By Phoenix654 1 Comments
Stab stab stab stabbity stab stab stab stab...
I've been playing the Assassin's Creed/assassins-creed/62-38/ games since the first one. I'm probably one of the few people who actually enjoyed the original because it made you feel like a knife wielding Batman long before Arkham Asylum/batman-arkham-asylum/61-23245/ perfected the formula... and took away the knives. It also helped that I didn't even try to care about the flags, having learned that lesson from hunting hidden packages & pigeons in the GTA series. There's always one you miss on the check list.
Anyway, the latest installment, Assassin's Creed: Revelations/assassins-creed-revelations/61-34975/, has gotten some flak for being yet another annualized series and bringing in elements that no one seems to dig (the tower defense section definitely takes away from the fun of the game), but the main buzz seems to be concern over the multiplayer being ignored again. While I respect Ubisoft for trying to create a unique, non-deathmatchy style game, I think I've figured out why it largely goes ignored: The lengthy campaign.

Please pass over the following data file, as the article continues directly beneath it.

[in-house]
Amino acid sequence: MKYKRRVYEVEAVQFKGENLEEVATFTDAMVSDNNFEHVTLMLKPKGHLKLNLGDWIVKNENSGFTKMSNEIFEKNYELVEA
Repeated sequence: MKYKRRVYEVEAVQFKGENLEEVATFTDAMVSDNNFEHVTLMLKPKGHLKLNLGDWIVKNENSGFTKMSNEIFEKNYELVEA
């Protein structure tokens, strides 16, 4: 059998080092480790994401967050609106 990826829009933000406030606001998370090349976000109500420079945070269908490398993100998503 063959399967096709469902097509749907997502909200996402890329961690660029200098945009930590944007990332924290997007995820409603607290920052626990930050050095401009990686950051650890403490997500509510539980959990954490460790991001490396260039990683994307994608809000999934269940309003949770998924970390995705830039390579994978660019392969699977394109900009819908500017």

Modern FPS games have learned that the vast majority of their player base doesn't buy the game for the single player or the story. If there's a good one, great, that certainly helps the game, but it doesn't wipe away bad game design and core fundamentals. That's why Modern Warfare has managed to have scant 6 hour campaigns that are essentially explosion and set piece porn. It doesn't even get played by the majority of Call of Duty players. AC is a different story entirely though. The story is what keeps me coming back to the series, along with the attractive concept of putting knives into fools and seeing beautiful cityscapes. Not only that, the campaign in AC games is LONG... I'd guess I'm about 20 hours into Revelations and a lot of that time was spent running around town, buying up shops, changing my weapons around, stabbing dudes and altering my cloak colors (royal purple currently... felt very Ned Flanders of me).
At the end of the game, I expect I'll feel the same way I do about most of the other games in the franchise at the conclusion; Time for something else. The time I spend putting into the campaigns is usually extensive and, while fun, exhausting. When I finish an AC game, I need to play something different. This attitude is what hurts the multiplayer population. That and the steep learning curve it takes to get good at it. It's similar to why you don't see people rocking chess very often and instead play Angry Birds or similar. They're simple, easy and don't require hours of invested time just to get competent, let alone good. What does everyone else think?